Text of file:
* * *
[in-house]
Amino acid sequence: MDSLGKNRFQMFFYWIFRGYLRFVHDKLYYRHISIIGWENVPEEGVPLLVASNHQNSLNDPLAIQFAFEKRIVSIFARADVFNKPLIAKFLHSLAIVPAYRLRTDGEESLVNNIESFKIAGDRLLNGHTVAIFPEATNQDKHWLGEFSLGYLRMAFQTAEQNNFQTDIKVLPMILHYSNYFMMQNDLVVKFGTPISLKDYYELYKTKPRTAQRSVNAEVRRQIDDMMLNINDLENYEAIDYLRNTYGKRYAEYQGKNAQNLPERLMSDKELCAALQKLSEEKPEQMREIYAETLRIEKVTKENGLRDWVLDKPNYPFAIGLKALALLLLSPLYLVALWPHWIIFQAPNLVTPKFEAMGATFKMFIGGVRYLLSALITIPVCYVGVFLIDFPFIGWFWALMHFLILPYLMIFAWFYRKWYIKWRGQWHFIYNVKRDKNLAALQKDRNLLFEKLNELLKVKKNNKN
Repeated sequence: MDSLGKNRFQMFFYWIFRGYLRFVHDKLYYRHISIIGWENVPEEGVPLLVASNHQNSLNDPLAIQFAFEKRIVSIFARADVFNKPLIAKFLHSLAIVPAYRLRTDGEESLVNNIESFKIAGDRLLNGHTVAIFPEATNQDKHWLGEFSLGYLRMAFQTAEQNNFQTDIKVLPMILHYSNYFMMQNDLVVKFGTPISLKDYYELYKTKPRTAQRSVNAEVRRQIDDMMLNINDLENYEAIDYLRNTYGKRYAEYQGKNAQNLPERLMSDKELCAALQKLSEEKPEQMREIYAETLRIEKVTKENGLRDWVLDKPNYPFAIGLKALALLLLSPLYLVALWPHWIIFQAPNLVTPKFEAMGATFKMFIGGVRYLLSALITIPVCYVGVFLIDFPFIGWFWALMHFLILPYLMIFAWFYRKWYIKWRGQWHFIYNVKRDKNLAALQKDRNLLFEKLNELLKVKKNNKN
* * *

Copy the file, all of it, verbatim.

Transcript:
[in-house]
Amino acid sequence: MDSLGKNRFQMFFYWIFRGYLRFVHDKLYYRHISIIGWENVPEEGVPLLVASNHQNSLNDPLAIQFAFEKRIVSIFARADVFNKPLIAKFLHSLAIVPAYRLRTDGEESLVNNIESFKIAGDRLLNGHTVAIFPEATNQDKHWLGEFSLGYLRMAFQTAEQNNFQTDIKVLPMILHYSNYFMMQNDLVVKFGTPISLKDYYELYKTKPRTAQRSVNAEVRRQIDDMMLNINDLENYEAIDYLRNTYGKRYAEYQGKNAQNLPERLMSDKELCAALQKLSEEKPEQMREIYAETLRIEKVTKENGLRDWVLDKPNYPFAIGLKALALLLLSPLYLVALWPHWIIFQAPNLVTPKFEAMGATFKMFIGGVRYLLSALITIPVCYVGVFLIDFPFIGWFWALMHFLILPYLMIFAWFYRKWYIKWRGQWHFIYNVKRDKNLAALQKDRNLLFEKLNELLKVKKNNKN
Repeated sequence: MDSLGKNRFQMFFYWIFRGYLRFVHDKLYYRHISIIGWENVPEEGVPLLVASNHQNSLNDPLAIQFAFEKRIVSIFARADVFNKPLIAKFLHSLAIVPAYRLRTDGEESLVNNIESFKIAGDRLLNGHTVAIFPEATNQDKHWLGEFSLGYLRMAFQTAEQNNFQTDIKVLPMILHYSNYFMMQNDLVVKFGTPISLKDYYELYKTKPRTAQRSVNAEVRRQIDDMMLNINDLENYEAIDYLRNTYGKRYAEYQGKNAQNLPERLMSDKELCAALQKLSEEKPEQMREIYAETLRIEKVTKENGLRDWVLDKPNYPFAIGLKALALLLLSPLYLVALWPHWIIFQAPNLVTPKFEAMGATFKMFIGGVRYLLSALITIPVCYVGVFLIDFPFIGWFWALMHFLILPYLMIFAWFYRKWYIKWRGQWHFIYNVKRDKNLAALQKDRNLLFEKLNELLKVKKNNKN